Understanding that we deserve more may be a difficult concept to grasp after being in a toxic relationship. Perhaps the hardest thing to do is to let go of that relationship and the person because of “history”. Nonetheless, there are steps you can take towards breaking out of this comfort zone.
How To Get Out Of A Toxic Relationship
- Step 1: Identify the type of relationship you are in. Ask yourself, when you are with this person, or after you are with this person, do you feel physically or emotionally drained? Do you feel bad about yourself? Do you feel emotionally or physically unsafe, or fearful? If your answer is yes, then consider disassociating and letting go of that person and that situation.
- Step 2: Create a healthy mental space within the comfort of your own thoughts. You may not be physically or emotionally prepared to leave the relationship or confront your partner immediately. You can begin to cultivate an awareness of your situation. This helps to strengthen your mental and emotional resolve.
- Step 3: If step 2 isn’t what works for you, don’t be afraid to reach out and seek help. There are perhaps thousands of other individuals who are facing the same problems as you. Talk to someone, express your pain, and find like bodies willing to help you grow.
- Step 4: Believe that you deserve to be treated with respect, love, and compassion. We choose to remain in unhealthy relationships for a number of reasons. One common one is underlying low self-esteem that makes some people believe that they don’t deserve the world. This kind of change in thinking, however, may not come easily. It may require professional support from an objective third party, such as a counselor or a life coach.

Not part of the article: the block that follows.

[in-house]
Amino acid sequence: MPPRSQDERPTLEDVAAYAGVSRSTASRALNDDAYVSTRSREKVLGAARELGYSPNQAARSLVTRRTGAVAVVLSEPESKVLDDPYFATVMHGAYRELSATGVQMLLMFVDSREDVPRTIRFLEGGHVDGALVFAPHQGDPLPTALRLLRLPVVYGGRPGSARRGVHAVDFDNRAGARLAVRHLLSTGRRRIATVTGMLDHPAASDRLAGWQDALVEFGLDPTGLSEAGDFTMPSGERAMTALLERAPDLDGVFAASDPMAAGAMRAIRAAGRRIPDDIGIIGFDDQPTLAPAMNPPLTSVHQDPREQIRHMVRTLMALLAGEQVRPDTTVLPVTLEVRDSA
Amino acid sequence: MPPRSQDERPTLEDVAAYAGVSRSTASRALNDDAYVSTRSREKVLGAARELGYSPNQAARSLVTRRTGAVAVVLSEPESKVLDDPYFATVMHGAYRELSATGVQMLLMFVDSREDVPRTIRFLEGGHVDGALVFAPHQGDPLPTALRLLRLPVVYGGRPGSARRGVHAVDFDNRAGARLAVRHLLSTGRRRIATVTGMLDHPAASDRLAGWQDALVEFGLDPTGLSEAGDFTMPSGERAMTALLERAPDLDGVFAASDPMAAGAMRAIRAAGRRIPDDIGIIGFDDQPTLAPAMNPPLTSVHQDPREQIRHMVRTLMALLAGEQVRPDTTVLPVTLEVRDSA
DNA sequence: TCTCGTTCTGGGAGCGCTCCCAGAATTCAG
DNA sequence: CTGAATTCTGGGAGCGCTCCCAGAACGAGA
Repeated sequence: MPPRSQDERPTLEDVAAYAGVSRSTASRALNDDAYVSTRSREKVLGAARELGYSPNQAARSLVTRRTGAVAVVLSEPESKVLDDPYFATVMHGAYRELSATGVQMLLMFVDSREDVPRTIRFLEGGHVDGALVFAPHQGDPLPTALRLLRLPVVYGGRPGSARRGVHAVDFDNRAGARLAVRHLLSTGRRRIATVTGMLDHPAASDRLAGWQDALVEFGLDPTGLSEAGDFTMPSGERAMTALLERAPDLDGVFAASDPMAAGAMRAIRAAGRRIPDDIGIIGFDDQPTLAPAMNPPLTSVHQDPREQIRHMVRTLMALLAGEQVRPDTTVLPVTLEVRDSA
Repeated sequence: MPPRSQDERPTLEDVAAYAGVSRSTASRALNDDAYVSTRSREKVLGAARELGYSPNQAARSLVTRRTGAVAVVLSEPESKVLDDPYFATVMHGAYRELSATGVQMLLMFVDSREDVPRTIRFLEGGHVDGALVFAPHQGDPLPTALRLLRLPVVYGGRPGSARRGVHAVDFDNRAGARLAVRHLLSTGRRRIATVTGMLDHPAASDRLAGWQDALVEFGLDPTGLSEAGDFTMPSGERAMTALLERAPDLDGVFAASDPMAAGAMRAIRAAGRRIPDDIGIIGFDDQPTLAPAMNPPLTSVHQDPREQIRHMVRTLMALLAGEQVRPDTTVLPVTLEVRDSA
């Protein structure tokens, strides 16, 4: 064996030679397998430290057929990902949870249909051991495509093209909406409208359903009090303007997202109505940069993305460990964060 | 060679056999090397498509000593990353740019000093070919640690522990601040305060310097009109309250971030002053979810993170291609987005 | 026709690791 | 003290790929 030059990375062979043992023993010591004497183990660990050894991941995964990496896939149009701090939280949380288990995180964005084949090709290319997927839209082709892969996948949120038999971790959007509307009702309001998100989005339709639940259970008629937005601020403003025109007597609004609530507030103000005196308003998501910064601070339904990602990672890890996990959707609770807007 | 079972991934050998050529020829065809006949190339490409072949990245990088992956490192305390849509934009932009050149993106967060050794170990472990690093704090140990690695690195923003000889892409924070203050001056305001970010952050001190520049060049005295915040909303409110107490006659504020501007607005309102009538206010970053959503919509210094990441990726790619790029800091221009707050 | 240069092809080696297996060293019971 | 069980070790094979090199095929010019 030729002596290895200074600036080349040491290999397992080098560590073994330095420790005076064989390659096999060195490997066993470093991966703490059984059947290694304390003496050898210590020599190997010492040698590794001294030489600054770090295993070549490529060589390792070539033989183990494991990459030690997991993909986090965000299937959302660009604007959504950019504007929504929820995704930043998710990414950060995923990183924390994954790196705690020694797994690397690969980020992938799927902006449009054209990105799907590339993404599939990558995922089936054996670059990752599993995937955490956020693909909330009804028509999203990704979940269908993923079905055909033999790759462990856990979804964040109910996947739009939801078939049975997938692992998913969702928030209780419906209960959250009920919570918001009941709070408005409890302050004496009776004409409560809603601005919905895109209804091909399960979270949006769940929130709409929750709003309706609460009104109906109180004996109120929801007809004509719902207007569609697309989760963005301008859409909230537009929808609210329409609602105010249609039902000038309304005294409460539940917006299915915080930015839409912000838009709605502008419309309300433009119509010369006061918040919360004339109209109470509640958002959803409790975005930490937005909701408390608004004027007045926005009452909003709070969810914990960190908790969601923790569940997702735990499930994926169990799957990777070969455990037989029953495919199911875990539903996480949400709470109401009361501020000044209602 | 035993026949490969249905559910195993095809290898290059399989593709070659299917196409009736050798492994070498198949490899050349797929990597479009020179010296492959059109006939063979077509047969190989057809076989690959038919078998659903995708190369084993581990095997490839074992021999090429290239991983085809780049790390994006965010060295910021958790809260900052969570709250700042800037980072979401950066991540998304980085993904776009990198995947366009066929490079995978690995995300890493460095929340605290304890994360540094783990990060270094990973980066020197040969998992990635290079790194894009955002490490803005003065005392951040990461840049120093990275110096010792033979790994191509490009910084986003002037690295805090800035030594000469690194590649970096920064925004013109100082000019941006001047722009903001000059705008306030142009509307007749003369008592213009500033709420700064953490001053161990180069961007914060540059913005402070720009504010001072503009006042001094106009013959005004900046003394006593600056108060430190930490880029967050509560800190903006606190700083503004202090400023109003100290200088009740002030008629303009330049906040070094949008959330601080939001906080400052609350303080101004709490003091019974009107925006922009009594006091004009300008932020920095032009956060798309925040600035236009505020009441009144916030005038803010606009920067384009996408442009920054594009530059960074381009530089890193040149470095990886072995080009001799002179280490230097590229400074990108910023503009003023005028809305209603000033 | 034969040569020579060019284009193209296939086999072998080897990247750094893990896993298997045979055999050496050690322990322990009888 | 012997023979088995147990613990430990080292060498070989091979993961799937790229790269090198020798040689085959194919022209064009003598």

- Step 5: Separate yourself from the toxicity. This may be difficult to achieve but over time, the concept of letting go becomes a part of our routine. Holding on to toxic behaviors is inevitably detrimental to our health and the same goes for toxic people.
The effects of a toxic romantic relationship extend far beyond simply being emotionally hurt. It is up to you to take care of yourself. Never mind being told that love comes with never-ending pain. At the end of it all, letting go of a toxic relationship does not amount to losing anything. You can only truly lose that which added value and created boundless joy. Step out of that comfort zone, detox your love life, and love YOU just a little bit more.
The content found on WittedRoots.com is provided for informational and educational purposes only. Absolutely no content to be found on WittedRoots.com is intended to serve as a substitute for the diagnosing, examining, and/or treatment performed by a qualified health professional. To learn more about our policies, please click here.
JOIN AND RECEIVE A FREE WORKBOOK
Join "THE WIT" and recieve a FREE Mental Health & Emotional Wellness Workbook as well as latest update from WR, exclusive access to helpful resources and special discounts for our shop!
My Boyfriend Wants An Open Relationship, But I Don’t
So, my boyfriend of three years recently told me that he wants an open relationship. If that wasn’t bad enough, he brought it to my knowledge in a way that makes it seem like I have no choice but to…
Mother, I Don’t Want To Get Married
My boyfriend and I have lived in the same community for pretty much our whole lives. We’ve known each other for so long that, at least to me, we’re more like brother and sister than anything else. My mother is…